Dale Earnhardt Jr. Jr.: The Speed of Things

Scott Recker

With The Speed of Things, Dale Earnhardt Jr. Jr. set their sights on our unforgivingly fast-paced society, where trends and feelings -- both collective and personal -- change with the wind.

Dale Earnhardt Jr. Jr.

The Speed of Things

Label: Warner Bros.
US Release Date: 2013-10-08
UK Release Date: 2013-12-02

On their debut album (2011's It's a Corporate World), Detroit electro-pop duo Dale Earnhardt Jr. Jr. showed us their strong suit: taking ever-present, convoluted social ideas and ideals and deconstructing them with an open-ended wit that came off as purely thoughtful rather than misguidedly arrogant. The handful of dominant tracks had serious zing, but came off as unpretentious.

This time, with The Speed of Things, Dale Earnhardt Jr. Jr. set their sights on our unforgivingly fast-paced society, where trends and feelings -- both collective and personal -- change with the wind. While sometimes the flow of the album feels as jumbled and neurotic as the concept, its end result is relatively cohesive, fueled by a cocktail of melancholy poetic delivery and dreamy yet sparkly grooves that have serious backbone. And, of course, there are gleaming moments of Motor City soul.

The sophomore slump is overanalyzed. In some cases, it's a can't-win battle. Sticking to the formula brings cries of redundancy or mediocrity, but throwing a left-field curveball confuses and polarizes (see MGMT's Congratulations). Joshua Epstein and Daniel Zott don't stray too far from their lean, carefully-manufactured style with The Speed of Things, but that's not necessarily a bad thing. There's enough lyrical punch here to carry the album while constant change-of-pace musicianship keeps boredom at bay. At the same time, they do stay directly in their comfort zone. The record often sounds like it could have easily been the second disc if It's a Corporate World was a double album. Is that points for it or against it? Well, it's probably a little of both, since the ideas of their debut are, essentially, slightly and meticulously reconstructed, rather than kicking out a clean slate that rings with spur-of-the-moment brilliance and gut-feeling chance.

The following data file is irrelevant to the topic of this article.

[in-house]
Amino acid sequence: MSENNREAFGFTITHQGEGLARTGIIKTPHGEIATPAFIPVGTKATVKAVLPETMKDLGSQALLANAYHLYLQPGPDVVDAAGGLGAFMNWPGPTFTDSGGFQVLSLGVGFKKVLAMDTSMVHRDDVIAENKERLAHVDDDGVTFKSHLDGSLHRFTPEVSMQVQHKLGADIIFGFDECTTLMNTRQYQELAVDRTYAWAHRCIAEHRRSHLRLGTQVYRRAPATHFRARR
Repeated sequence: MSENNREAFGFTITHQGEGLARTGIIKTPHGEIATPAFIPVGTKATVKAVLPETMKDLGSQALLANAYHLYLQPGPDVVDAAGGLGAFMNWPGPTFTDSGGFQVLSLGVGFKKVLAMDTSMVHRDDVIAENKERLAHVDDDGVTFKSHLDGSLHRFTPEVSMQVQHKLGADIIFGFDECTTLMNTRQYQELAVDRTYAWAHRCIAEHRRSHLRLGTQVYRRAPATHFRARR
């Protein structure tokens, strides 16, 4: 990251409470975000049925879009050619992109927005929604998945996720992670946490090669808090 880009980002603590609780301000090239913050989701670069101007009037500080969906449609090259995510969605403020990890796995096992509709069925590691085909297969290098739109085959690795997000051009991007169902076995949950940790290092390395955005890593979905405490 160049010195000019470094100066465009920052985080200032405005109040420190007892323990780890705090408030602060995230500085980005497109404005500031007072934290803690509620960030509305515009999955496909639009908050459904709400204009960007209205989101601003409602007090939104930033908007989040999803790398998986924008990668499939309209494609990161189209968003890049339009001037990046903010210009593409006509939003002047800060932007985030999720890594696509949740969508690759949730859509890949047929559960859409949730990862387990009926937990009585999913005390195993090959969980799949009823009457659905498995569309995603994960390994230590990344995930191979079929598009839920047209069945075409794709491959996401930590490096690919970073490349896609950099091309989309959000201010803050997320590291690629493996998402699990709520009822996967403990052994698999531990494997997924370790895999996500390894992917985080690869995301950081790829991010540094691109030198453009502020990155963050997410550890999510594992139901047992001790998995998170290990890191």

After coming out of the gate with the introspective "Beautiful Dream", The Speed of Things picks up steam with "Run", a satirical poke at excess and maybe the strongest thinking man's pop track on the record. "He said, I've got a secret room where I can be myself with someone I've rented / He said, the only thing that really gets me off is paying for enough to feel pleasure," the first verse relates, before changing perspectives during the second: "She was always buying things she had to have, but you'll never see them / Because she got it all insured and keeps it locked in a safe behind the vanity mirror." It's surprising how much substance the duo packs into a song titled "If You Didn't See Me (Then You Weren't on the Dancefloor)". Things slow down with the folksy "I Can't Help It," revolving around being "distracted by the little things that fall apart," before diving into the album's synth-pop gem "Hiding". The second half of Speed brings a dreary reprise of "Beautiful Dream", which leads to the infectious "Mesopotamia". Epstein and Zott hit the finish line with two uncharacteristic drawn-out tracks, "A Haunting" and "War Zone".

The Speed of Things is not a step backward, forward or sideways. But, if a sophomore record that pretty much gives us another taste of a damn fine debut means that progress is far away, I don't buy it. There are clear flashes of brilliance here that convince me that Dale Earnhardt Jr. Jr. is on the verge of something bigger.


Cover down, pray through: Bob Dylan's underrated, misunderstood "gospel years" are meticulously examined in this welcome new installment of his Bootleg series.

"How long can I listen to the lies of prejudice?
How long can I stay drunk on fear out in the wilderness?"
-- Bob Dylan, "When He Returns," 1979